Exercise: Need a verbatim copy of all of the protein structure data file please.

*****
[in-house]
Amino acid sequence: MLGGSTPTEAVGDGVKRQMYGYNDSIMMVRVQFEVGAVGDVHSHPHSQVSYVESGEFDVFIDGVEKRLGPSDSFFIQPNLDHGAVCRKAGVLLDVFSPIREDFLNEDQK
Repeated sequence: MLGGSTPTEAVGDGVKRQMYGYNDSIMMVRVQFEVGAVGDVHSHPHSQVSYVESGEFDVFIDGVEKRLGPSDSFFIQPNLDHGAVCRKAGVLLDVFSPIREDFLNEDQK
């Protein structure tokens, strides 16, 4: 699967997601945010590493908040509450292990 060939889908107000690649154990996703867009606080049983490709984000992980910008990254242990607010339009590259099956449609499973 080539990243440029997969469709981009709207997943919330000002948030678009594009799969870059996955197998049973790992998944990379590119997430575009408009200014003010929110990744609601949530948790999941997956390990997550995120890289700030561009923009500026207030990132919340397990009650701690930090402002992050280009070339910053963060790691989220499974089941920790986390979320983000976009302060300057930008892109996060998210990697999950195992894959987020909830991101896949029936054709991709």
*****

[in-house]
Amino acid sequence: MLGGSTPTEAVGDGVKRQMYGYNDSIMMVRVQFEVGAVGDVHSHPHSQVSYVESGEFDVFIDGVEKRLGPSDSFFIQPNLDHGAVCRKAGVLLDVFSPIREDFLNEDQK
Repeated sequence: MLGGSTPTEAVGDGVKRQMYGYNDSIMMVRVQFEVGAVGDVHSHPHSQVSYVESGEFDVFIDGVEKRLGPSDSFFIQPNLDHGAVCRKAGVLLDVFSPIREDFLNEDQK
């Protein structure tokens, strides 16, 4: 699967997601945010590493908040509450292990 060939889908107000690649154990996703867009606080049983490709984000992980910008990254242990607010339009590259099956449609499973 080539990243440029997969469709981009709207997943919330000002948030678009594009799969870059996955197998049973790992998944990379590119997430575009408009200014003010929110990744609601949530948790999941997956390990997550995120890289700030561009923009500026207030990132919340397990009650701690930090402002992050280009070339910053963060790691989220499974089941920790986390979320983000976009302060300057930008892109996060998210990697999950195992894959987020909830991101896949029936054709991709």